Even in the early stages poststroke, we report between-limb differences in vasomotor reactivity. Since blood flow regulation and vessel wall diameter are controlled by both metabolic demand and autonomic control,38 these unilateral changes may be, in part, a result of the stroke rather than only due to decreased physical inactivity or muscle loss. Since this study did not examine the influence of any mechanistic factors (ie, inflammation or lesion location such as the insula), it may be premature to suggest that these unilateral changes are an absolute, direct result of the stroke. Further study is warranted to identify the underlying mechanisms contributing to unilateral vascular differences or whether beginning exercise within days poststroke would mitigate these differences.
Exercise has been shown to be beneficial in improving brachial artery vasomotor reactivity in those with acute myocardial infarction,37 recipients of heart transplant,39 and those with hypothyroidism40 but has not been assessed in subacute stroke. We chose to use a recumbent stepper for the exercise intervention versus a treadmill because of the potential challenges in balance and walking in people poststroke. After the intervention, our findings demonstrate improvements in the FMD in the stroke-affected and nonaffected (18.5% and 19.4%) limbs. These results are similar to those reported in chronic stroke.19 It is important to note that the greater changes in brachial artery FMD have been observed in other clinical populations, using a higher intensity of prescribed exercise.39,41,42 Taking into account that survivors of stroke have existing cardiovascular disease and the exercise intervention was well-tolerated by our small group of participants, future work should expand upon this study and consider a randomized controlled trial further examining exercise dose and intensity to improve vasomotor reactivity.39
Aerobic exercise training has been effective at improving endurance and distance walked during the 6MWT in subacute and chronic stroke. After the exercise intervention, participants increased their 6-minute walking distance by 38.7 m. These results fall between a small and moderate meaningful change for survivors of stroke.43 We found these results to be noteworthy since the exercise intervention was not walking but rather a recumbent stepper. Since the TBRS has been a preferred exercise modality for older adults44 and can accommodate various people with neurologic impairments,6,45,46 we believe that this information will be useful to clinicians in stroke rehabilitation settings.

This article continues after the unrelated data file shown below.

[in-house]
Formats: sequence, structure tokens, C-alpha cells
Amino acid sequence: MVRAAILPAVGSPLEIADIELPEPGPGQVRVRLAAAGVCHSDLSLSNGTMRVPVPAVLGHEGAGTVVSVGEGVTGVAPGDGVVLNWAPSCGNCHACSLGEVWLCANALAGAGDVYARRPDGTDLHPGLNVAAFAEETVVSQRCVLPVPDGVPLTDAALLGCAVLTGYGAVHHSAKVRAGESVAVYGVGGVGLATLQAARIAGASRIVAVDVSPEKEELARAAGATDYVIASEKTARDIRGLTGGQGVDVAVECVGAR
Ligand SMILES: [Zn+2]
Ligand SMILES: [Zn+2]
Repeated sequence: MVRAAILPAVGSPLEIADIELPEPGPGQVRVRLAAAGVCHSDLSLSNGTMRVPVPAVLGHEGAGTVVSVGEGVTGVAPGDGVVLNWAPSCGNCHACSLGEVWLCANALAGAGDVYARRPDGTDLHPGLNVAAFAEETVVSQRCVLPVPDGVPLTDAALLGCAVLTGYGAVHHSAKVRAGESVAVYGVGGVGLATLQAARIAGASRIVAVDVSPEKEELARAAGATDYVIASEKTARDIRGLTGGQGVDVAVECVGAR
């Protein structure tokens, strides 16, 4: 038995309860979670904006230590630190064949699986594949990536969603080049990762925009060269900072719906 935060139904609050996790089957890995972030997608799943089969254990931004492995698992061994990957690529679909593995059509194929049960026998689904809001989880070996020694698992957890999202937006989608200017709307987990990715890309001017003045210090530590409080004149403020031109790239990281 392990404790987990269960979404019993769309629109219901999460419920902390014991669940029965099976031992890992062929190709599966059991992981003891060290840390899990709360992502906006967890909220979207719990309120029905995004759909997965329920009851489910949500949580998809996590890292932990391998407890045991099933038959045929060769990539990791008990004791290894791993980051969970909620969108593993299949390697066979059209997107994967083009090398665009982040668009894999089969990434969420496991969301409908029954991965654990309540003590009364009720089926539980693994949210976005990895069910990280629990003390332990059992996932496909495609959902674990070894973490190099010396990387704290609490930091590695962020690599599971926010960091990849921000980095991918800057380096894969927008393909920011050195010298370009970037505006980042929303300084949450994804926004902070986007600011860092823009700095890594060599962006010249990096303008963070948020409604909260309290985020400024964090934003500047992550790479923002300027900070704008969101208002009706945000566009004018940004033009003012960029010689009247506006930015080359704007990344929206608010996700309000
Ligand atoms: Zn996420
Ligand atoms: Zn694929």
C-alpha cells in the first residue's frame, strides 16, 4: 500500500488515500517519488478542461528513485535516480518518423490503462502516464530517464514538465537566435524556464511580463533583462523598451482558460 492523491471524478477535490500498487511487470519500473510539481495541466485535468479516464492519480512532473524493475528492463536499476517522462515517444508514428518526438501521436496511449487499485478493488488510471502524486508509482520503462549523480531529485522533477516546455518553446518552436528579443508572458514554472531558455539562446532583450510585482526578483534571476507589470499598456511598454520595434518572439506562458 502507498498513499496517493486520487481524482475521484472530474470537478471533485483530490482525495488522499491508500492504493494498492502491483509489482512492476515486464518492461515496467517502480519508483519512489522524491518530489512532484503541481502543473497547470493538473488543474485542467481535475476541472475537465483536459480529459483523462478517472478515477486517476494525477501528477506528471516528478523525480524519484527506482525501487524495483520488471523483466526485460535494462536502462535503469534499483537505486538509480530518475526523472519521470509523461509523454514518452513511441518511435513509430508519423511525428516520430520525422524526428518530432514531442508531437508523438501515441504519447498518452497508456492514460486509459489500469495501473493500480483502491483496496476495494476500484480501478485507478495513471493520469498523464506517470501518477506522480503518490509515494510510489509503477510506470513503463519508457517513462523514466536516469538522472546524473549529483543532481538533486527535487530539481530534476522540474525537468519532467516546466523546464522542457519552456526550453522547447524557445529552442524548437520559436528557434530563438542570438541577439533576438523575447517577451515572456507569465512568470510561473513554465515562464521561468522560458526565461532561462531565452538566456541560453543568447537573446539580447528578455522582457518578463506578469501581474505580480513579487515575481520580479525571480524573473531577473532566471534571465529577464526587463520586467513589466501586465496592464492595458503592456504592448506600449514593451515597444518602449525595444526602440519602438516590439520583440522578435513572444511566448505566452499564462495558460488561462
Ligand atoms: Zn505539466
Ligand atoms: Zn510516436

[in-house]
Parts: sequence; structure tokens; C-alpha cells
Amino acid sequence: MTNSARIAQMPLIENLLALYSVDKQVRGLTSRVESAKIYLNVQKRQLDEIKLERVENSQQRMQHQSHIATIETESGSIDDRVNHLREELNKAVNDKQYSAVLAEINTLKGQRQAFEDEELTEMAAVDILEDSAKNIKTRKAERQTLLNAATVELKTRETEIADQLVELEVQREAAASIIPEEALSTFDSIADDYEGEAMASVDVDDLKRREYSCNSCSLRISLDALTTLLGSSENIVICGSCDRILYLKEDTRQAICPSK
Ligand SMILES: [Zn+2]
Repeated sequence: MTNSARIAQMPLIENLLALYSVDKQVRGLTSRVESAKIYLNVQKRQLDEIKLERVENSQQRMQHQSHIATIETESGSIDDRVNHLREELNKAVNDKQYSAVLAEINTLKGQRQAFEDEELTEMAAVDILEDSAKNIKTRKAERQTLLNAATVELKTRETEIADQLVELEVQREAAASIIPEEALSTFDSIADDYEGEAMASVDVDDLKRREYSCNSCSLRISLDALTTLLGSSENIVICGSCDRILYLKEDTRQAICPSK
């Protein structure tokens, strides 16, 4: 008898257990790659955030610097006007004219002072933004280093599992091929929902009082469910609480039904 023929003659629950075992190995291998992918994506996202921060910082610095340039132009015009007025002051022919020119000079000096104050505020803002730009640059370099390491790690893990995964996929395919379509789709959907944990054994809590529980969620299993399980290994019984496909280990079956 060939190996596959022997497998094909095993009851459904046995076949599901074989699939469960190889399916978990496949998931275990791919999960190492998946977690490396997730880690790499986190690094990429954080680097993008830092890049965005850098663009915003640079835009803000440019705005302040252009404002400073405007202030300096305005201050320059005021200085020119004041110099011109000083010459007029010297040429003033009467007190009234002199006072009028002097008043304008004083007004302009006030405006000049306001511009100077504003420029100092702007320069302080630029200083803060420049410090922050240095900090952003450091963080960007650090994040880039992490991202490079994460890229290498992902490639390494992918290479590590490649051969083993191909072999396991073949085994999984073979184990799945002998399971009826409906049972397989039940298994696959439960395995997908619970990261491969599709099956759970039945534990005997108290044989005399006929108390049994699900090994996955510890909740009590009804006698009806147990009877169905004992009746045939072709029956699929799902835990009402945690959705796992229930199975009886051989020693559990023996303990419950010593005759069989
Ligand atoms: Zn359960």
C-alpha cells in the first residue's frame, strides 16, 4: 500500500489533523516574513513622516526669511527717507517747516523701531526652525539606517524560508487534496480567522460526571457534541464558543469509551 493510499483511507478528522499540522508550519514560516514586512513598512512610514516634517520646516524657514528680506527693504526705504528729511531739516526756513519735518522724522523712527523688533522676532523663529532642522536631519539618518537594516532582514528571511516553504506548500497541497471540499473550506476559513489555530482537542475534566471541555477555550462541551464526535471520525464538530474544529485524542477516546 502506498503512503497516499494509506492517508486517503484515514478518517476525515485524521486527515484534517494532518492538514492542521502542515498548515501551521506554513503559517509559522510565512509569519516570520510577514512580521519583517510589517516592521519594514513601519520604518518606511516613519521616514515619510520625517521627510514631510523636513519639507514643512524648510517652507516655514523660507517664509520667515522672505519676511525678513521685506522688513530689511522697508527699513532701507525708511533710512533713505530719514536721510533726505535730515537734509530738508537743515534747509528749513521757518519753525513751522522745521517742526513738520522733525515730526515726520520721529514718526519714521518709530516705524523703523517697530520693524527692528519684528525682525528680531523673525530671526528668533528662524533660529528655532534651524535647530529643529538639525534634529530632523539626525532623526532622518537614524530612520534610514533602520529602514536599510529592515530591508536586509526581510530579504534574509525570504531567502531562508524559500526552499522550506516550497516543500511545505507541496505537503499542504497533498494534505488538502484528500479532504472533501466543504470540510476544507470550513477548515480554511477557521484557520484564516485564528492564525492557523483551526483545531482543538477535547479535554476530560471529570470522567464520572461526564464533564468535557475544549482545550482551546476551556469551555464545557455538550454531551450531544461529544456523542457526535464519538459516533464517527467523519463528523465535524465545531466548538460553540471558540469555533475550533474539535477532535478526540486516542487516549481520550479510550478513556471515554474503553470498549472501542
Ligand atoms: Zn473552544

Cardiovascular Health and Exercise Testing
As indicated by our laboratory results2 and others,1,47,48 survivors of stroke have very poor levels of exercise capacity.
O2peak values for our group of survivors of stroke were in the very poor fitness category.37 Although improvements for mean
O2peak were observed, only 2 participants increased their fitness level sufficient enough to move upward into another category. However, these values were considered “poor” when compared to age- and sex-matched counterparts.37 This study further highlights the need for continued, aggressive exercise programming during stroke rehabilitation and continuing into community programming.
We used a 1-month follow-up to examine whether improvements from the exercise intervention would be maintained above baseline measures. At the follow-up testing, we noticed improvements in some of our measures. When we inquired about what the participants did during this follow-up, many said that they continued to be physically active. Since, we were not expecting the participants to continue to be physically active, we did not collect information regarding their activity levels. Certainly, we were encouraged by their desire to continue to exercise, and in our future studies we plan to collect this information.
There are challenges associated with exercise testing in the stroke population, and
O2peak should not be the only outcome measure when examining exercise performance. After the exercise intervention,
O2peak values increased 9% while power output (W) increased 26.3% with a perception of reduced exertion using the RPE. The participants gave good effort with mean respiratory exchange ratio values of 1.1 at all time points.49 In addition, we report improvements in resting HR and BP after the exercise intervention. It has been suggested that as little as a 5-mm Hg decrease in SBP could reduce mortality associated with stroke by 14%.50 After the exercise intervention, our findings showed an 11-mm Hg decrease in resting SBP and a 1.4-mm Hg drop in DBP. Since survivors of stroke are considered at high cardiac risk,37 it is advantageous to consider interventions that modify these risk factors. While many issues may contribute to fluctuations in HR and BP, we monitored medications for dose and frequency changes. We recognize that this is a small sample size with a pre- and posttest design. Therefore, data need to be interpreted with caution. On the basis of the results of this study, individuals in the subacute phase of stroke recovery tolerated moderate- to high-intensity aerobic exercise. No serious or cardiac adverse events were reported as a result of this intervention. The findings of this study are encouraging and demonstrate the need to extend this work to a randomized controlled trial.
Aerobic exercise in subacute stroke was associated with favorable outcomes for cardiovascular health and physical performance. Individuals in the subacute stage of stroke participated in an 8-week moderate- to high-intensity exercise training intervention, using a recumbent stepper. After the exercise intervention, improvements were observed in brachial artery vasomotor reactivity as well as cardiovascular and physical performance. Future work should focus on examining the effects of an exercise intervention on cardiovascular health through a randomized controlled trial.
The authors thank Eileen Coughenour, Melanie Simpson, and Stephanie Schifferdecker for their assistance with data collection and entry and Sara Karcher with the manuscript preparation. They also thank the participants for their time and efforts on the study.